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M16 check, M1014 check, M9 check Cpl. Nicholas Rhoades

A Combat Logistics Company 36 Marine fires an M1014 Joint Service Combat Shotgun at his target during shotgun training at Combined Arms Combat Training Center during Exercise Dragon Fire II at Camp Fuji, Japan, July 13, 2012. The M1014 is an Italian-made, semi-automatic, gas operated 12-gauge shotgun using the same automatic regulating gas operating technology as the M16 service rifle.

A Marine learns early in his career, "My rifle is my best friend." More so than the man watching his back or the ‘doc’ keeping him healthy, his rifle is his life. But, every friendship has problems, and every weapon could malfunction. When an M16 service rifle isn’t available or not the right tool for the job, Marines must be able to turn to a friend who can back them up. These friends can come in the form of shotguns, pistols or a wide variety of weapons the military trusts.

Combat Logistics Company 36 Marines trained in proficiency with the M1014 Joint Service Combat Shotgun and the M9 Service Pistol here at Combined Arms Training Center, Camp Fuji July 13, 2012, during Exercise Dragon Fire II.

Dragon Fire II is an infantry skills combat training-based exercise built around preparing CLC-36 Marines for a combat environment and keeping them proficient in various types of scenarios.

At any instance, any Marine can be pulled for any kind of job, said Sgt. Joey L. Marbley, CLC- 36 post security officer. Even aboard station, Provost Marshal’s Office military policemen take augments, auxiliary Marines who augment PMO ranks for certain events. This training has the chance to help Marines in a garrison environment, Marbley added.

Many Marines aren’t trained in the concepts behind the shotgun or pistol weapon systems. This training allows them to be far more adaptable.

“There was quite a few (Marines) who had never shot a pistol before and knew just what they learned from movies,” said Marbley. “They were just totally wrong as far as holding the weapon. I corrected them on their holds and a lot of them would start feeling more confident and being more proficient with the weapon.”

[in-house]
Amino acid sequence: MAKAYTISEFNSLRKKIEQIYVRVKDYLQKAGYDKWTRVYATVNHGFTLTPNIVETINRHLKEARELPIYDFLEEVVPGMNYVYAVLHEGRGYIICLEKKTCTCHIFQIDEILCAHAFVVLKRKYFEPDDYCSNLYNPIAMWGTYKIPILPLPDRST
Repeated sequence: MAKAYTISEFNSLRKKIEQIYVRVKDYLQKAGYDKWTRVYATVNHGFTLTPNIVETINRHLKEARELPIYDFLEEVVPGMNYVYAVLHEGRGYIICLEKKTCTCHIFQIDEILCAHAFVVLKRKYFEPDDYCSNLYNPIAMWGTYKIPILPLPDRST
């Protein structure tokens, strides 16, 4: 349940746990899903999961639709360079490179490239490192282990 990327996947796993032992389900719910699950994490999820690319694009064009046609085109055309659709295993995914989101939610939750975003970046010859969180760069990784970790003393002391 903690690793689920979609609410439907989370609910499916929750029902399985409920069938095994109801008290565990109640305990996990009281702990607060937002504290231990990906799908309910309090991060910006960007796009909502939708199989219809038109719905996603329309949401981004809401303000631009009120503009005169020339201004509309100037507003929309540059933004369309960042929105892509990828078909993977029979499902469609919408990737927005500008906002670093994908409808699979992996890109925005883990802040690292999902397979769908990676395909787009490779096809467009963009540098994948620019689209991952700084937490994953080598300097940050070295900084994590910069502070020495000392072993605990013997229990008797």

The 9mm pistol is used within the military and law enforcement agencies due to its versatility.

“The nine millimeter is a great pistol for beginners and now a lot of these Marines might be able to pick up other pistols and, applying the concepts they have been taught, use them with very little training,” said Marbley. “The nine millimeter is a very standard pistol and it’s not just for staff noncommissioned officers anymore.”

The M16 is still the most common weapon Marines use on today’s battlefield, but there are a wide variety of weapon systems the Marine Corps uses on a daily basis, both in the field and in garrison.

“It was good. I learned a lot. And now, just with today’s training, I feel if I needed to I would be able to pick up a lot of different types of weapon systems and use them effectively,” said Lance Cpl. Caden F. Lister, Headquarters and Headquarters Squadron radar technician. “You never know what type of scenario you might be put into while in combat. But if my M16 ever went down, now I can effectively use other military weapons and have that ability to keep going and complete the mission.”


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Public Domain Mark
This work, M16 check, M1014 check, M9 check, by Cpl Nicholas Rhoades, identified by DVIDS, is free of known copyright restrictions under U.S. copyright law.

Date Taken:07.13.2012

Date Posted:07.27.2012 03:33

Location:IWAKUNI, YAMAGUCHI, JPGlobe

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